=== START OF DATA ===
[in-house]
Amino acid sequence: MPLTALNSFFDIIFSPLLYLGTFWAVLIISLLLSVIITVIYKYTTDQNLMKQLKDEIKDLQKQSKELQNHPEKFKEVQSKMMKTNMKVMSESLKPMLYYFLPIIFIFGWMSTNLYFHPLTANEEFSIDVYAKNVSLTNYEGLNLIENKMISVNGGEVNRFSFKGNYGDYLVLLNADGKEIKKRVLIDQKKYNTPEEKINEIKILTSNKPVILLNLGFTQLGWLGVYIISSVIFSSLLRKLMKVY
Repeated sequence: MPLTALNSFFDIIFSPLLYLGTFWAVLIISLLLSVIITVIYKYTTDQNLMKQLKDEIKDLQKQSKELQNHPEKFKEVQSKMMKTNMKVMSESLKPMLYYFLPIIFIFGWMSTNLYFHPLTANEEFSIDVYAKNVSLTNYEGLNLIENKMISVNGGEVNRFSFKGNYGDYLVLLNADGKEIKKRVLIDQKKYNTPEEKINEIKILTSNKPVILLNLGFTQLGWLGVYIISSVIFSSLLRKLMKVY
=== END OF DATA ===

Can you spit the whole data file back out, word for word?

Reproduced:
[in-house]
Amino acid sequence: MPLTALNSFFDIIFSPLLYLGTFWAVLIISLLLSVIITVIYKYTTDQNLMKQLKDEIKDLQKQSKELQNHPEKFKEVQSKMMKTNMKVMSESLKPMLYYFLPIIFIFGWMSTNLYFHPLTANEEFSIDVYAKNVSLTNYEGLNLIENKMISVNGGEVNRFSFKGNYGDYLVLLNADGKEIKKRVLIDQKKYNTPEEKINEIKILTSNKPVILLNLGFTQLGWLGVYIISSVIFSSLLRKLMKVY
Repeated sequence: MPLTALNSFFDIIFSPLLYLGTFWAVLIISLLLSVIITVIYKYTTDQNLMKQLKDEIKDLQKQSKELQNHPEKFKEVQSKMMKTNMKVMSESLKPMLYYFLPIIFIFGWMSTNLYFHPLTANEEFSIDVYAKNVSLTNYEGLNLIENKMISVNGGEVNRFSFKGNYGDYLVLLNADGKEIKKRVLIDQKKYNTPEEKINEIKILTSNKPVILLNLGFTQLGWLGVYIISSVIFSSLLRKLMKVY